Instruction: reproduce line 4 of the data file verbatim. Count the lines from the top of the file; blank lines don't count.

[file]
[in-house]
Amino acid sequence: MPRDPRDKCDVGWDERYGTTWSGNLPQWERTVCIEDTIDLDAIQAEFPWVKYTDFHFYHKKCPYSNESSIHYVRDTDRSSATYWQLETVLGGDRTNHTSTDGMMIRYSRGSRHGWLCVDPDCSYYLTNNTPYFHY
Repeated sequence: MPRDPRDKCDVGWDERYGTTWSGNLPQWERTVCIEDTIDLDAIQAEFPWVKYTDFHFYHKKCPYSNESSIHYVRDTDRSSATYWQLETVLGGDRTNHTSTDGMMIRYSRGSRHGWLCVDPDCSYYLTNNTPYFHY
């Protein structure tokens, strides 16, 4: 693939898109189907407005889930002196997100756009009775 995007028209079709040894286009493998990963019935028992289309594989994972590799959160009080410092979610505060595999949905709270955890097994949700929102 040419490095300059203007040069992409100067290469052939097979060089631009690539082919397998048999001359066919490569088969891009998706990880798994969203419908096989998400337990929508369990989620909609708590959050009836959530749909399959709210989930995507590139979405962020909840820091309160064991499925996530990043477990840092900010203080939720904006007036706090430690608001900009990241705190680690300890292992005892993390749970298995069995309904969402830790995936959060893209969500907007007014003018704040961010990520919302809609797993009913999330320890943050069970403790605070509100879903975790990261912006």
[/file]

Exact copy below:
């Protein structure tokens, strides 16, 4: 693939898109189907407005889930002196997100756009009775 995007028209079709040894286009493998990963019935028992289309594989994972590799959160009080410092979610505060595999949905709270955890097994949700929102 040419490095300059203007040069992409100067290469052939097979060089631009690539082919397998048999001359066919490569088969891009998706990880798994969203419908096989998400337990929508369990989620909609708590959050009836959530749909399959709210989930995507590139979405962020909840820091309160064991499925996530990043477990840092900010203080939720904006007036706090430690608001900009990241705190680690300890292992005892993390749970298995069995309904969402830790995936959060893209969500907007007014003018704040961010990520919302809609797993009913999330320890943050069970403790605070509100879903975790990261912006």